by Gwen McClure, October 26, 2013
NEW YORK — On Neptune Avenue, near the intersection of Brighton 7th Street in the Brighton Beach section of Brooklyn, Moviz Siddiqi is unloading bags of frozen goat meat from the back of his car. On behalf of ICNA Relief, he is donating the meat, recently slaughtered for Eid al-Adha — the Islamic holiday of sacrifice — to the local grocer, who will pass it along to community members who might otherwise go without.
“Still there are people who don’t have the money,” Siddiqi said.
A year ago, the multiday holiday landed in the middle of Superstorm Sandy, and the usual community meat donation was put aside. But before other organizations had arrived to help the residents of Brighton Beach, ICNA Relief, the disaster-response branch of the Islamic Circle of North America, had set up camp inside Shama restaurant, organizing the community to help those in need. On the corner, Dr. Batool Hussaini was seeing patients. Pervez Siddiqui was filling prescriptions for free and Qasim Bhatti and the team at Shama were feeding the hungry. Though many residents hadn’t heard of ICNA Relief when the storm hit, a year later they haven’t forgotten.
“I was shocked they didn’t know about us — it’s a failure of our marketing,” Siddiqi said. “But now we’re a household name in this area.”
ICNA Relief is a Muslim organization that focuses all its resources on needs within the United States. Its funding comes primarily from private donations, save for a very small amount from New York City specifically designated for its food-pantry project. Getting donations for Sandy aid was a struggle, though, as many people thought FEMA was providing everything that was needed — of the $700,000 that ICNA Relief estimates it spent on Sandy relief, it received just $200,000 in donations. Many of the donors, such as Hussaini, were also volunteers. Though much of New York City’s Pakistani-American community is based in Brighton Beach, ICNA’s services were available to, and used by, people of any religion or background.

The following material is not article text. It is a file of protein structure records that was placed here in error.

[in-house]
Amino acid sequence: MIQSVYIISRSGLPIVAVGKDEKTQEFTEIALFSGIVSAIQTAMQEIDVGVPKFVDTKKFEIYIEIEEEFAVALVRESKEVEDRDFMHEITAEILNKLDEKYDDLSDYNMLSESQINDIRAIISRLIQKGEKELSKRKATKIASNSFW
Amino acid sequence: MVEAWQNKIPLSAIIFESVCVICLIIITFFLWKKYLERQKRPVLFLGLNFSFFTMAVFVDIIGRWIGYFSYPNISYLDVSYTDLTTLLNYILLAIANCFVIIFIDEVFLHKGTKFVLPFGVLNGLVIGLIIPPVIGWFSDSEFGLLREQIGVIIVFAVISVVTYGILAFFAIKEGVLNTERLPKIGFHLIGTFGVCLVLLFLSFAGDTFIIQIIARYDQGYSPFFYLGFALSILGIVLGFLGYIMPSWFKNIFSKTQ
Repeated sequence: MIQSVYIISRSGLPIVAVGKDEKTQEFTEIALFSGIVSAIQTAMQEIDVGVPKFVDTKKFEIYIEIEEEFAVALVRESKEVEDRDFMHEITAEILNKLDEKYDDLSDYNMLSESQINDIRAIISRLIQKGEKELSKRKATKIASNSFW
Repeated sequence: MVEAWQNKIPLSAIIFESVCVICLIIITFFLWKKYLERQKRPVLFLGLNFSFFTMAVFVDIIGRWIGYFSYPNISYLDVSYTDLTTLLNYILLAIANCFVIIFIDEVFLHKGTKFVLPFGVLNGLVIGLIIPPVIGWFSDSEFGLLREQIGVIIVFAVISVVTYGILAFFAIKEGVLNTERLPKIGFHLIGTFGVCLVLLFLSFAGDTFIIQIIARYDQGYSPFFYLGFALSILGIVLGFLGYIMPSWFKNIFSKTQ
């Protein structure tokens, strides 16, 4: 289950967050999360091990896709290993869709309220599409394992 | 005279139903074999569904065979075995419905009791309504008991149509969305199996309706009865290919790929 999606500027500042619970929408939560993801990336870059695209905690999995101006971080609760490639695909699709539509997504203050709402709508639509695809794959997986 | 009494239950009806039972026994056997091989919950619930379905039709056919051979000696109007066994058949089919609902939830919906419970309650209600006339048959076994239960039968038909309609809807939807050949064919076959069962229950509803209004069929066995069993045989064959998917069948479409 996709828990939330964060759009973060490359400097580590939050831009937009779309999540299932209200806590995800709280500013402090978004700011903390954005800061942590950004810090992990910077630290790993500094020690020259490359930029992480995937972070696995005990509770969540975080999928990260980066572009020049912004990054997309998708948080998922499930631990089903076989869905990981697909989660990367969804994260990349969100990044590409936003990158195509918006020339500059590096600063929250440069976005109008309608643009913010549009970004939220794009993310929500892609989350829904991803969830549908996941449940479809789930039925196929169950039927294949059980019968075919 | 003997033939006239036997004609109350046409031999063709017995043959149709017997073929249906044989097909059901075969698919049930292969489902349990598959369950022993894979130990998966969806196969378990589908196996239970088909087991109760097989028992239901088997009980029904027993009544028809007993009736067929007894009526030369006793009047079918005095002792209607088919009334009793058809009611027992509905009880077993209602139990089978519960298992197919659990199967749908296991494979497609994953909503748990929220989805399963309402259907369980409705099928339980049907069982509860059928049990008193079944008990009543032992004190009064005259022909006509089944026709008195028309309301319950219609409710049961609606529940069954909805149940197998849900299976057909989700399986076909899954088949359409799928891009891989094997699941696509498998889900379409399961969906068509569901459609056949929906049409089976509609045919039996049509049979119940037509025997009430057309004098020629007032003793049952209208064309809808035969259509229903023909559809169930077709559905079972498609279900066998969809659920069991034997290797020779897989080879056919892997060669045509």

Still, Siddiqi’s own Pakistani identity meant he understood cultural norms within the diaspora. One hurdle the organization faced was the strong tendency within the culture to resist asking for or accepting help. So ICNA officials went door to door after dark, offering heaters, blankets and financial help to people who weren’t comfortable accepting it during the day.
Today Mohammad Ameen, who works in the grocery store, is grateful his employers have given him more hours since the storm — his home was flooded and he needs the extra income. After Sandy, he slept on the floor and wasn’t able to change his clothes for nearly a month. When Siddiqi heard this, he looked at Ameen in surprise. Other than a few blankets, Ameen had accepted little help from ICNA Relief.
“He didn’t ask us,” Siddiqi said. “We were here.”
Just around the corner, Waqar Khan lives in a basement apartment below his family home. There are couches, a bed, a kitchenette and a bathroom, and the narrow hallway is cluttered with a supply of building materials and boxes. Khan has rigged the electrical board, which he fears might give out at any point, and the boiler hasn’t worked all year. But a little less than a year ago, when ICNA finished cleaning his home, there was nothing but the building’s skeleton and debris.
“I don’t know how we got signed up for that,” Khan said, “but next thing you know they brought all the Muslim students with hammers and axes.”
Khan’s home has cost more than $100,000 to fix so far, and the repairs aren’t complete. While he, too, was reluctant to accept any help, especially of a material or financial nature (the one heater he was given, he in turn gave away), he was grateful ICNA helped to gut the basement because the process would have been costly.
And Khan also knows his family was fortunate in comparison to others.
Rashid Tauquir was living in a basement home with his family, and lost everything. After the storm they moved into a shelter further inland, where they shared classrooms as bedrooms and were bused to showers at another site. His sister gave birth to her third child at a local hospital, then returned to the shelter with her newborn. The halal food delivered by Bazah Roohi, an accountant in neighboring Coney Island, was one of the few comforts. Though Tauquir is back in his neighborhood, the effects of Sandy sent most of his family home to Pakistan.
“Everything has been so difficult here, and there was no government support,” he said.
Local businesses have struggled, too. When Pervez Siddiqui first saw his pharmacy, the refrigerators from the back of the shop had been washed up against the front door. His staff cleaned as quickly as they could and reopened for business, working with Hussaini to distribute medicine.
The pharmacy took a significant loss. Siddiqui said he still hasn’t received reimbursement from insurance for the medicine that was ruined, or for that which he gave to patients without charging, and he has had to take out a home-equity loan. But he has also started to put together emergency kits for the pharmacy so it will be better prepared for the next disaster, and the appreciation of the community means his hard work was worth it.
“It was mainly,” he said, “to keep our community intact.”
Article Courtesy: Al Jazeera America